Sports fans also indicated that what they want to see from sponsors has changed, with 64 per cent of all UK fans agreeing that for brands which sponsor the teams and individuals they love, ‘brand purpose’ is more important now than it was pre-Covid.
Diving deeper, the study from our Human Understanding Lab found that 73 per cent of sports fans agree that sponsors should promote a healthier lifestyle and take the strain off the NHS, and 63 per cent agree that they should use their contractual inventory to get that message across.
This is not a short-term tactical activation either. Sports fans also want to see this trend continue for up to 12 months, significantly longer than non-sports fans and into next summer’s packed schedule.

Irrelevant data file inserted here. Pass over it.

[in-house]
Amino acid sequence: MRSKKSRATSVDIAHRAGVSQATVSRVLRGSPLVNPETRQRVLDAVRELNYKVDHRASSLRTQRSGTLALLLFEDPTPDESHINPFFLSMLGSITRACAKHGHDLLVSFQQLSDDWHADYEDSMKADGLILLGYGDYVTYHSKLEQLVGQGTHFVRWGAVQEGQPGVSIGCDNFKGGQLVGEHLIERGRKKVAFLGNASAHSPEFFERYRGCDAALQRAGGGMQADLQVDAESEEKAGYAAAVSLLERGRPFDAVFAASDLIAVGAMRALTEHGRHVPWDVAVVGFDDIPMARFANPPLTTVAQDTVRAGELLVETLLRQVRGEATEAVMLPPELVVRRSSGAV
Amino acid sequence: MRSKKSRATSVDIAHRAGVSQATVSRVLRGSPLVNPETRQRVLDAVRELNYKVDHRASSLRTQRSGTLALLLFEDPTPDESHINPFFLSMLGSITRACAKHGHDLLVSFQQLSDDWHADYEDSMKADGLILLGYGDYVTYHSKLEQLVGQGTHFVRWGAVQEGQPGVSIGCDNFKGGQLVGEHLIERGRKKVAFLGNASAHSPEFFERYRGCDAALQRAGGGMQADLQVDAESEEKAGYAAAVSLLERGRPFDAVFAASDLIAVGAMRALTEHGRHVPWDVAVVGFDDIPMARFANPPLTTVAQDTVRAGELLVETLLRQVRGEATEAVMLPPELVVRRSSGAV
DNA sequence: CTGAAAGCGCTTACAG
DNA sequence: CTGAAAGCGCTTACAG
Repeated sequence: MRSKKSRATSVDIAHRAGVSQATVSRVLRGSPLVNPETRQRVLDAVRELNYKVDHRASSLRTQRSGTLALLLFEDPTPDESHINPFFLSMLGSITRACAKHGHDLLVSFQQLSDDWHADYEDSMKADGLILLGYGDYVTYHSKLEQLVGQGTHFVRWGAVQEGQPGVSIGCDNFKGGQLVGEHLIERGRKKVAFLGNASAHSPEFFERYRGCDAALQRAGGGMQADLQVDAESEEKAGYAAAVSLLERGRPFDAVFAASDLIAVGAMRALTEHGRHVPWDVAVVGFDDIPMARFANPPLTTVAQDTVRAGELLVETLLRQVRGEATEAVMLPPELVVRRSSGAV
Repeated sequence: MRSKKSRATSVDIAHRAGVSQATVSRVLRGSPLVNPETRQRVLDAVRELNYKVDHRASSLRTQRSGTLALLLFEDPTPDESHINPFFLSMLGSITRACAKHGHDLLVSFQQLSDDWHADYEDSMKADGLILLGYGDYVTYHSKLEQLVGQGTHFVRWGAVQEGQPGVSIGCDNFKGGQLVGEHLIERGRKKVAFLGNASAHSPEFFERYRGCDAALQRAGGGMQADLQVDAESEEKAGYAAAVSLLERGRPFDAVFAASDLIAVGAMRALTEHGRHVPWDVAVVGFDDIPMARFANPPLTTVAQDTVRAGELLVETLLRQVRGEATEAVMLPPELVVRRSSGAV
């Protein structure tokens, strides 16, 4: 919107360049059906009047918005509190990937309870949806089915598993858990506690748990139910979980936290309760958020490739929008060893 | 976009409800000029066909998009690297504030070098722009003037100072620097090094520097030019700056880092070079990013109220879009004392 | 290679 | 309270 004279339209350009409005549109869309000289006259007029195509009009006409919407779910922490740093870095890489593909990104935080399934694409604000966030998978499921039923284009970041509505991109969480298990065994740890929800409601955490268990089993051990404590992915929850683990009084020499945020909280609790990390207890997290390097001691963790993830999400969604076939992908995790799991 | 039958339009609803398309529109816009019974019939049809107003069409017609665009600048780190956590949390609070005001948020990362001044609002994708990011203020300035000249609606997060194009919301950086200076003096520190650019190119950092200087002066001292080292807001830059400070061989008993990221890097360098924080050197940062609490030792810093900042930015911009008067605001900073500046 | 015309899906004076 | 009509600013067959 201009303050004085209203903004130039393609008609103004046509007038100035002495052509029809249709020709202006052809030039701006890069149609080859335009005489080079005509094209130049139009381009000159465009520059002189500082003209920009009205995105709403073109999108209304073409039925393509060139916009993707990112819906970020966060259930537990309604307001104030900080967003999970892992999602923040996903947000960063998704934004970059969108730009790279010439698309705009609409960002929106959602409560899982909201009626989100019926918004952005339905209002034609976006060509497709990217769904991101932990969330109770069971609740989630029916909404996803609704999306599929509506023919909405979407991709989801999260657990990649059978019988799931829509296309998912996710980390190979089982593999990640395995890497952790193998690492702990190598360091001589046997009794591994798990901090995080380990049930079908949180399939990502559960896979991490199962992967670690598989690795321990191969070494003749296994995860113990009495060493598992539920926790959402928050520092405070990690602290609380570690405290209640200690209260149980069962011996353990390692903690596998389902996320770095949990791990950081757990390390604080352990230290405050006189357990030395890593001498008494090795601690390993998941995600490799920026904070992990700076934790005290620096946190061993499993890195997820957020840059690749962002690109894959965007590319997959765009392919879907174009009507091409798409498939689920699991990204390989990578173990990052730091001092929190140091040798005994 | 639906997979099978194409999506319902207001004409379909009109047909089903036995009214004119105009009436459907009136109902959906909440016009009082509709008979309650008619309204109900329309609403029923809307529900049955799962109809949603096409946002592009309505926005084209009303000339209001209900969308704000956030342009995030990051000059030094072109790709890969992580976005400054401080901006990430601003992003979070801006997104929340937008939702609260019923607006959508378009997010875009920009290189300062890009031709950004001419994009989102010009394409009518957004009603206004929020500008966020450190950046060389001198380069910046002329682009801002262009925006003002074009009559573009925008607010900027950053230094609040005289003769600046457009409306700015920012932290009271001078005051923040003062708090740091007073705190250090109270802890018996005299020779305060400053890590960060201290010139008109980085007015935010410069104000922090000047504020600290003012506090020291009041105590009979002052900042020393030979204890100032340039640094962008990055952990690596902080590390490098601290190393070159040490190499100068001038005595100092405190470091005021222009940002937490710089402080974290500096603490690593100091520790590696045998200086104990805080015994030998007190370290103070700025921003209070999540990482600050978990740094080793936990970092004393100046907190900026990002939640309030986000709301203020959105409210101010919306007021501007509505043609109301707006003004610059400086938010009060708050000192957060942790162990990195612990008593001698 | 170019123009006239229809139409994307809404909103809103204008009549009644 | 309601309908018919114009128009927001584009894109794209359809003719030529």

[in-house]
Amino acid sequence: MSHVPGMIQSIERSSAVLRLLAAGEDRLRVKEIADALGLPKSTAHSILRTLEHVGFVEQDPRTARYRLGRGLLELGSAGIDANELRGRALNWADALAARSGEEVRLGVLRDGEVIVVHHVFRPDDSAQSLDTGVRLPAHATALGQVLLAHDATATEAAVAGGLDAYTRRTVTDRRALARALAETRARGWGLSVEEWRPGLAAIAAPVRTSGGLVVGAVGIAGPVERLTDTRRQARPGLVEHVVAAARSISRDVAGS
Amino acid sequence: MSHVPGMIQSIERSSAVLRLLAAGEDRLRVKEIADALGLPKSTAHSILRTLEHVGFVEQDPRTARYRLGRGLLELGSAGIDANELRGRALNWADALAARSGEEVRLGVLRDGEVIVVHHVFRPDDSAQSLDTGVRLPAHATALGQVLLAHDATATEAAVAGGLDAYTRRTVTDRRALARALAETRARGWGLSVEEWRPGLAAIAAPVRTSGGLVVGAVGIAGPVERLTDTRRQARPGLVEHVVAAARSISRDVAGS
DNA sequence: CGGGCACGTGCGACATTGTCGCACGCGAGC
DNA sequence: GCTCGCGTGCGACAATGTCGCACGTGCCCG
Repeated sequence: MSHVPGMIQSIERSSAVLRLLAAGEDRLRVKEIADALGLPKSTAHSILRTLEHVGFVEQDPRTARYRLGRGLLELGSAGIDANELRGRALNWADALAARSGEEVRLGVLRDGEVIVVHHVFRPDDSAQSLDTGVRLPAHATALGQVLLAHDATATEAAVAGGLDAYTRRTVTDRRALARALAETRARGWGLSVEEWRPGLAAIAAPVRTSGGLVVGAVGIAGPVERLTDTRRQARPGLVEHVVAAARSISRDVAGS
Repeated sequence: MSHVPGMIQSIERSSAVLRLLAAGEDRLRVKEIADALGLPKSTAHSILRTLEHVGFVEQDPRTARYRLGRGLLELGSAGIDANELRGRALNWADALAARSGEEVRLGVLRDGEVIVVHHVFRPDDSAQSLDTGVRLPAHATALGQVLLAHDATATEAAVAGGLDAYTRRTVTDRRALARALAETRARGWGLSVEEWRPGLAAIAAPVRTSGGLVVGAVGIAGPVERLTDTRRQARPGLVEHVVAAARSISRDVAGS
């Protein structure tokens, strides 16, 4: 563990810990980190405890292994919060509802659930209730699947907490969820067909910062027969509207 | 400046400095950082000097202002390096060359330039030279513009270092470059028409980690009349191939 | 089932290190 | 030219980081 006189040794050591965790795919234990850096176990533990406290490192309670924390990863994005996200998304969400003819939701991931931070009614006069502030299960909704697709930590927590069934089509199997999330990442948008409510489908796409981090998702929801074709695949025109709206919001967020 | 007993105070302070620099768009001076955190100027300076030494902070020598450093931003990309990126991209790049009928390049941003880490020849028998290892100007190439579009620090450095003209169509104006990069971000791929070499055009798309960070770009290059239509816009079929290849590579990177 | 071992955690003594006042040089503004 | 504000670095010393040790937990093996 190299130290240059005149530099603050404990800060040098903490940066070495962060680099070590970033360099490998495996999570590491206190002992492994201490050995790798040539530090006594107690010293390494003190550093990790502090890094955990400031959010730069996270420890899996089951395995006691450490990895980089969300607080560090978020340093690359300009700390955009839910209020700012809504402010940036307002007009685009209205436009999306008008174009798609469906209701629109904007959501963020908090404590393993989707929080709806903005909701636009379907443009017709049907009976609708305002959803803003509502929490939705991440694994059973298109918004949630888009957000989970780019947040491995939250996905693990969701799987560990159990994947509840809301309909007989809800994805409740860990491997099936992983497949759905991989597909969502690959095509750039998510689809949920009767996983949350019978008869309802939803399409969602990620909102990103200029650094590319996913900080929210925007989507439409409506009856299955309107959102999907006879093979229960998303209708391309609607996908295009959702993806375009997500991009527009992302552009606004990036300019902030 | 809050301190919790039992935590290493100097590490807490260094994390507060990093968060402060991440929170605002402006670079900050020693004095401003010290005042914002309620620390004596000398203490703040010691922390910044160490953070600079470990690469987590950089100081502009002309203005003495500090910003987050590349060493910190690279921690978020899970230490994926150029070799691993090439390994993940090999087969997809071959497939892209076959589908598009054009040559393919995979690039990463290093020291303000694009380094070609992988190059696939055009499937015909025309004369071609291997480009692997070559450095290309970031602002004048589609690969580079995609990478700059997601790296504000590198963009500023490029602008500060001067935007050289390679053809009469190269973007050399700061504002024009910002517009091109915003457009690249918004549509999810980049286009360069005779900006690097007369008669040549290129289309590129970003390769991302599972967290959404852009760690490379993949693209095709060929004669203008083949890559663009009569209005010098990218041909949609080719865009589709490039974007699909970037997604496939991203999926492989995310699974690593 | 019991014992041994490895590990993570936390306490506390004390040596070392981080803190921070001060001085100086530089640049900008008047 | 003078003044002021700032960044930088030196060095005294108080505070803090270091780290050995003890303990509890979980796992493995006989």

When I look for examples of sponsorships that best represent these values, I keep returning to the Olympic Games.
Before we go any further, I should admit I’m an ‘Olympophile’. As a fan I would have undoubtedly been sat in front of the TV, decked out in red, white, and blue cheering on the 2020 Games and TeamGB athletes at every possible moment.
I’ve found myself physically on the ground at the last six Games before PyeongChang, working with TOP sponsors, OCOG sponsors and NOC sponsors alike. Maybe it’s the high price tags and long tenures, maybe the old adage that Olympic sponsorship only gives you access to a logo and the right to buy tickets, maybe it’s the lack of traditional media inventory on playing kits or stadium hoardings.